Historic Buildings event reviews
Valuation and conservation of corrugated iron buildings
At the fourth in our series on different aspects of conservation work, Lizzie Induni enthused us with her passion for corrugated iron reinforced by the extensive studies for her PhD. She took us through its history, starting with its invention in 1829 by Henry Palmer who recognised the additional strength that could be achieved by profiling metal and the material was patented by Richard Walker. By the time the patent ran out in 1843, many up and coming engineers had jumped on the bandwagon of this amazing new possibility for building construction.
The first major use for corrugated iron was inspired by the urgent need for warehouses at the rapidly expanding London docks. Not only could wide span waterproof covering be provided, but with the additional use of cast iron framing, the covered area was made very accessible. These properties made this type of structure particularly useful in addition for the new railway termini that were needed at the time. The Royal Navy also recognised the qualities of this type of building and in 1852 commissioned Scamp and Greene to construct large spaces for ship building at Chatham Dockyard, bringing the enormous benefit of building ships under cover.
Naturally the material was high-lighted at the Great Exhibition of 1851 where it inspired Prince Albert. A ballroom was needed at the Balmoral Estate and we were shown photographs of this charming building all of corrugated iron and complete with decorated pilasters.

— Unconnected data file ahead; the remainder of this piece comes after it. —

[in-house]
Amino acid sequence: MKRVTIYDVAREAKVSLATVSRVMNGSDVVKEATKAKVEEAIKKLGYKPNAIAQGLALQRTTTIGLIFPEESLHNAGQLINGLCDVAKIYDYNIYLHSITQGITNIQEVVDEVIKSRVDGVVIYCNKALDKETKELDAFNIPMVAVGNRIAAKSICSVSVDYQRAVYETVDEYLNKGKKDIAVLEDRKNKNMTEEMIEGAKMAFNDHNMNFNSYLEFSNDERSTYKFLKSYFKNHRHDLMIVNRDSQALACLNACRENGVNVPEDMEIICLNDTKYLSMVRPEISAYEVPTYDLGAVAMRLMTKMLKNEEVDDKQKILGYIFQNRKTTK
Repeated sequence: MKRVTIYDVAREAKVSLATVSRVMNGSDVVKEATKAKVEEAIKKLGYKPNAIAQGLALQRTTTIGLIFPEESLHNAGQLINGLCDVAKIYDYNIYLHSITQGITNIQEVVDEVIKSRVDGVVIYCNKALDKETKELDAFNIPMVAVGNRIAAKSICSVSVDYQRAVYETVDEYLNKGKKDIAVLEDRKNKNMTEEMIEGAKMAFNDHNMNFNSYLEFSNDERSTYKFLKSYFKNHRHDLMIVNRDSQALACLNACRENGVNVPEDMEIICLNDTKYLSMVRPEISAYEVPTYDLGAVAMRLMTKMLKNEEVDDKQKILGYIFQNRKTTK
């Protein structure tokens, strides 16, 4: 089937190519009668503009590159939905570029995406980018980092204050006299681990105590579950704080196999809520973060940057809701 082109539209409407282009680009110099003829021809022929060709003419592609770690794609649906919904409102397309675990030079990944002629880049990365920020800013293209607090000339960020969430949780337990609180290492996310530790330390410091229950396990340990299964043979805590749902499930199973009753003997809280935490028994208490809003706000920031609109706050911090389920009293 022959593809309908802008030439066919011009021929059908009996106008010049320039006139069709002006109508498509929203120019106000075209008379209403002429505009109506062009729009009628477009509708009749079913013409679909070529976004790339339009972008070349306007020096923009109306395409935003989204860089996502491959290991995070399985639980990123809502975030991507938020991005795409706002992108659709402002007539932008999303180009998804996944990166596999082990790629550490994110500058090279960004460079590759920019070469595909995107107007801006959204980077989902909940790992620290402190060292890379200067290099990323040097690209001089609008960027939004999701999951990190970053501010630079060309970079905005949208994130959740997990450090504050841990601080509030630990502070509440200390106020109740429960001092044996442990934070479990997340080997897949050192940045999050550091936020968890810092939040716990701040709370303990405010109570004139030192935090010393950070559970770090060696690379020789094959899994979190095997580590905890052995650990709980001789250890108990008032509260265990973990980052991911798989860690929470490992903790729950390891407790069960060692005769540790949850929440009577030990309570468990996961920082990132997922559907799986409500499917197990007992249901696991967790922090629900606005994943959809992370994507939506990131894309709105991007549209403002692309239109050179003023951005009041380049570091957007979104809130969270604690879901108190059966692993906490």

It is listed and is well cared for. Many churches also sprang up using this quick and easy “flat pack” construction. Lizzie bemoaned the fact that corrugated iron now has such a diminished reputation in England where it developed from the huge outpouring of innovation and invention during the Industrial Revolution.
With the arrival in 1852, of rollable mild steel, this was now adopted for corrugated iron, formerly made of cast iron puddled to make it more malleable. The material really came into its own with the first world war being easy to transport and quick to erect and was of course extensively used for Nissan huts. One of the final pictures showed us the impressive Cardington Airship hangars in Bedford built in 1919. These buildings are huge and demonstrate well the construction and benefits which corrugated iron buildings can bring.
Very few corrugated iron buildings are listed in the U.K. and Lizzie believes that the listing system is distorted by a tendency to look nostalgically to the past without embracing innovation. From the beginning it was engineers rather than architects who exploited the potential of the material which is still used for cutting edge design in countries as widespread as the U.S.A. and Australia. Perhaps here in England we should look more kindly on the enviable advances made during our own Industrial Revolution.